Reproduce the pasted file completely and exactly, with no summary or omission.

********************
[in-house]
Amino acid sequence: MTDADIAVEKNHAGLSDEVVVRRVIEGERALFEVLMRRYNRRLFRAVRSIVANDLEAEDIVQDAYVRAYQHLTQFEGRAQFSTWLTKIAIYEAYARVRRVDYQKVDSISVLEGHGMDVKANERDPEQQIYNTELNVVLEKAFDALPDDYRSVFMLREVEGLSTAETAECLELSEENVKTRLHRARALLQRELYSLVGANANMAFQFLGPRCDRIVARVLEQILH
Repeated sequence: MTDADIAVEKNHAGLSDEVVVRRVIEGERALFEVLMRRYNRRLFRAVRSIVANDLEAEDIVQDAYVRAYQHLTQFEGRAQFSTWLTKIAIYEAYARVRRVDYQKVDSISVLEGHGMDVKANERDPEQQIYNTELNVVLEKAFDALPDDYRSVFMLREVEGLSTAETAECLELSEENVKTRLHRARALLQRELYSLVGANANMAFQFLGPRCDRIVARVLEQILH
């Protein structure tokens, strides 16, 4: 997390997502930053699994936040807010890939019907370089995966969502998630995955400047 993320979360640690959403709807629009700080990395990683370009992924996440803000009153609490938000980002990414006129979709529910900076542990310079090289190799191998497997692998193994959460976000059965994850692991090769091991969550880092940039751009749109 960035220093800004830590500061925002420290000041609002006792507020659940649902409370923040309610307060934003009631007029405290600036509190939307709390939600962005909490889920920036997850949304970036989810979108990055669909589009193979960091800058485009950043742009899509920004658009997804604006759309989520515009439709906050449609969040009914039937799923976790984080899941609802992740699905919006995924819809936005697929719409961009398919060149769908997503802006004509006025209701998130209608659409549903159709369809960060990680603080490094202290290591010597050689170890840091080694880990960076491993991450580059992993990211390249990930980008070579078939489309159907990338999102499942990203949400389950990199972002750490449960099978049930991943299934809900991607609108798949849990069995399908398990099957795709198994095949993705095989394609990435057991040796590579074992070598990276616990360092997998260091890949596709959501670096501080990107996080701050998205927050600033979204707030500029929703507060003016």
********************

[in-house]
Amino acid sequence: MTDADIAVEKNHAGLSDEVVVRRVIEGERALFEVLMRRYNRRLFRAVRSIVANDLEAEDIVQDAYVRAYQHLTQFEGRAQFSTWLTKIAIYEAYARVRRVDYQKVDSISVLEGHGMDVKANERDPEQQIYNTELNVVLEKAFDALPDDYRSVFMLREVEGLSTAETAECLELSEENVKTRLHRARALLQRELYSLVGANANMAFQFLGPRCDRIVARVLEQILH
Repeated sequence: MTDADIAVEKNHAGLSDEVVVRRVIEGERALFEVLMRRYNRRLFRAVRSIVANDLEAEDIVQDAYVRAYQHLTQFEGRAQFSTWLTKIAIYEAYARVRRVDYQKVDSISVLEGHGMDVKANERDPEQQIYNTELNVVLEKAFDALPDDYRSVFMLREVEGLSTAETAECLELSEENVKTRLHRARALLQRELYSLVGANANMAFQFLGPRCDRIVARVLEQILH
């Protein structure tokens, strides 16, 4: 997390997502930053699994936040807010890939019907370089995966969502998630995955400047 993320979360640690959403709807629009700080990395990683370009992924996440803000009153609490938000980002990414006129979709529910900076542990310079090289190799191998497997692998193994959460976000059965994850692991090769091991969550880092940039751009749109 960035220093800004830590500061925002420290000041609002006792507020659940649902409370923040309610307060934003009631007029405290600036509190939307709390939600962005909490889920920036997850949304970036989810979108990055669909589009193979960091800058485009950043742009899509920004658009997804604006759309989520515009439709906050449609969040009914039937799923976790984080899941609802992740699905919006995924819809936005697929719409961009398919060149769908997503802006004509006025209701998130209608659409549903159709369809960060990680603080490094202290290591010597050689170890840091080694880990960076491993991450580059992993990211390249990930980008070579078939489309159907990338999102499942990203949400389950990199972002750490449960099978049930991943299934809900991607609108798949849990069995399908398990099957795709198994095949993705095989394609990435057991040796590579074992070598990276616990360092997998260091890949596709959501670096501080990107996080701050998205927050600033979204707030500029929703507060003016």